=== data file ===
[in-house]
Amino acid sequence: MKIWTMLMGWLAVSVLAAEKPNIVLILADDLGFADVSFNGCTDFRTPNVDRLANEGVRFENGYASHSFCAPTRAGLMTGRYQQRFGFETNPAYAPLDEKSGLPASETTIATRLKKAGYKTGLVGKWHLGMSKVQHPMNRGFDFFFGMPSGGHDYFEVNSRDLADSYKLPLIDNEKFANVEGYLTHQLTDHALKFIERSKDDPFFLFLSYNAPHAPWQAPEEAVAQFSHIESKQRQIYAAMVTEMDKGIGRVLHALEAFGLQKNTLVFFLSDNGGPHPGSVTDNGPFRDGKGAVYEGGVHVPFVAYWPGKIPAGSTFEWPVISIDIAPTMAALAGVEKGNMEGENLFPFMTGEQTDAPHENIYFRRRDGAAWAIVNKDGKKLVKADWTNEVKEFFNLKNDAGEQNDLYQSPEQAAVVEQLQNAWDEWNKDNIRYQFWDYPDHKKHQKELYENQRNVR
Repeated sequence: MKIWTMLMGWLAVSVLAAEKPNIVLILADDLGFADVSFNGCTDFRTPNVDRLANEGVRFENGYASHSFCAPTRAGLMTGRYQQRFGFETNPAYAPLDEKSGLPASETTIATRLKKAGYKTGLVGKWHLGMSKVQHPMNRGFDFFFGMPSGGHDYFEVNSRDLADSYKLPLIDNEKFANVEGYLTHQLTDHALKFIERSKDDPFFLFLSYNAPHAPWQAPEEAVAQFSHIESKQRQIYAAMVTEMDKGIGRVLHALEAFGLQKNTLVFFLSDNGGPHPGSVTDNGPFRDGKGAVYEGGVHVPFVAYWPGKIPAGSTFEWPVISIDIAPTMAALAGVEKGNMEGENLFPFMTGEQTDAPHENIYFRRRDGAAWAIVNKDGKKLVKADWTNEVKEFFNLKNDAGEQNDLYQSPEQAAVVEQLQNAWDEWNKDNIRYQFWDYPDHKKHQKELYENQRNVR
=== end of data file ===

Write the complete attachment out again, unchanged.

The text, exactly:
[in-house]
Amino acid sequence: MKIWTMLMGWLAVSVLAAEKPNIVLILADDLGFADVSFNGCTDFRTPNVDRLANEGVRFENGYASHSFCAPTRAGLMTGRYQQRFGFETNPAYAPLDEKSGLPASETTIATRLKKAGYKTGLVGKWHLGMSKVQHPMNRGFDFFFGMPSGGHDYFEVNSRDLADSYKLPLIDNEKFANVEGYLTHQLTDHALKFIERSKDDPFFLFLSYNAPHAPWQAPEEAVAQFSHIESKQRQIYAAMVTEMDKGIGRVLHALEAFGLQKNTLVFFLSDNGGPHPGSVTDNGPFRDGKGAVYEGGVHVPFVAYWPGKIPAGSTFEWPVISIDIAPTMAALAGVEKGNMEGENLFPFMTGEQTDAPHENIYFRRRDGAAWAIVNKDGKKLVKADWTNEVKEFFNLKNDAGEQNDLYQSPEQAAVVEQLQNAWDEWNKDNIRYQFWDYPDHKKHQKELYENQRNVR
Repeated sequence: MKIWTMLMGWLAVSVLAAEKPNIVLILADDLGFADVSFNGCTDFRTPNVDRLANEGVRFENGYASHSFCAPTRAGLMTGRYQQRFGFETNPAYAPLDEKSGLPASETTIATRLKKAGYKTGLVGKWHLGMSKVQHPMNRGFDFFFGMPSGGHDYFEVNSRDLADSYKLPLIDNEKFANVEGYLTHQLTDHALKFIERSKDDPFFLFLSYNAPHAPWQAPEEAVAQFSHIESKQRQIYAAMVTEMDKGIGRVLHALEAFGLQKNTLVFFLSDNGGPHPGSVTDNGPFRDGKGAVYEGGVHVPFVAYWPGKIPAGSTFEWPVISIDIAPTMAALAGVEKGNMEGENLFPFMTGEQTDAPHENIYFRRRDGAAWAIVNKDGKKLVKADWTNEVKEFFNLKNDAGEQNDLYQSPEQAAVVEQLQNAWDEWNKDNIRYQFWDYPDHKKHQKELYENQRNVR